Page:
Exxon Scientists Accurately Predicted Climate Damage While Company Pushed Misinformation

Protestors against ExxonMobil hold a sign saying 'Exxon Knew' outside the New York State Supreme Court building
A protest against ExxonMobil outside the New York State Supreme Court building in New York, NY on Oct. 22, 2019. Eduardo MunozAlvarez / VIEWpress
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ExxonMobil climate scientists predicted the climatic damage their product would cause with remarkable accuracy, all while the company spent huge sums of money denying and obfuscating the science of climate change, a study published Thursday in Science reveals.

That “Exxon knew” its product was dangerously increasing global temperatures has been known for years, but the precision and accuracy of its predictions were “actually astonishing,” Harvard science history and co-author of the study Naomi Oreskes told the AP.

“ExxonMobil accurately foresaw the threat of human-caused global warming, both prior and parallel to orchestrating lobbying and propaganda campaigns to delay climate action,” the study’s authors wrote.

Researchers “dug into not just to the language, the rhetoric in these documents, but also the data. And I’d say in that sense, our analysis really seals the deal on ‘Exxon knew,'” Geoffrey Supan, an environmental science professor at the University of Miami and lead author of the study, told the AP. It “gives us airtight evidence that Exxon Mobil accurately predicted global warming years before, then turned around and attacked the science underlying it.”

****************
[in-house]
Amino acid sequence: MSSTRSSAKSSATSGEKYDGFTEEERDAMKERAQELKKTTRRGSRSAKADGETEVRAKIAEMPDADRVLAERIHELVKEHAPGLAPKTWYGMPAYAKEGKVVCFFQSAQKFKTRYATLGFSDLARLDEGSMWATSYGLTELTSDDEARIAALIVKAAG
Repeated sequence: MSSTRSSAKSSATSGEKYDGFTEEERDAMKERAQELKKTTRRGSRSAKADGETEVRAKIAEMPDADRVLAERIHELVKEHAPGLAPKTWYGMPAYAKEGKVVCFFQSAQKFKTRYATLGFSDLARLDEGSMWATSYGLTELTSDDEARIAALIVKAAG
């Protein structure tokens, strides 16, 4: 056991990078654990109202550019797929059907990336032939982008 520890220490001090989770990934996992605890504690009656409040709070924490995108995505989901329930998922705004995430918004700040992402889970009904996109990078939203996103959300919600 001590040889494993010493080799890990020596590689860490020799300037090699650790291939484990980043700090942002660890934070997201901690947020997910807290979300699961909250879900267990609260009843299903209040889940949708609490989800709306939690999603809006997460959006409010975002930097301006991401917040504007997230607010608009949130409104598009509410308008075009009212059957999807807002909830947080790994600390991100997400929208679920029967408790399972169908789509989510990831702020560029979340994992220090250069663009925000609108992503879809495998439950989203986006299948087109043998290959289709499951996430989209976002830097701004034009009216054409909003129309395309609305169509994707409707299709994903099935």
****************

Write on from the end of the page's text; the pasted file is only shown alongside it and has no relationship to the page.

Multiple states and municipalities have filed lawsuits seeking to hold Exxon accountable, along with numerous other oil and gas firms and trade associations, for defrauding consumers about the damaging impacts of their products.

As reported by The Associated Press:

University of Illinois atmospheric scientist professor emeritus Donald Wuebbles told The Associated Press that in the 1980s he worked with Exxon-funded scientists and wasn’t surprised by what the company knew or the models. It’s what science and people who examined the issue knew.

“It was clear that Exxon Mobil knew what was going on,” Wuebbles said. “The problem is at the same time they were paying people to put out misinformation. That’s the big issue.”

For a deeper dive:

AP, Inside Climate News, Los Angeles Times, The New York Times, Politico, Bloomberg, Axios, Gizmodo, Grist, CNN, The Hill, The Guardian, CNBC, Exxon Knews

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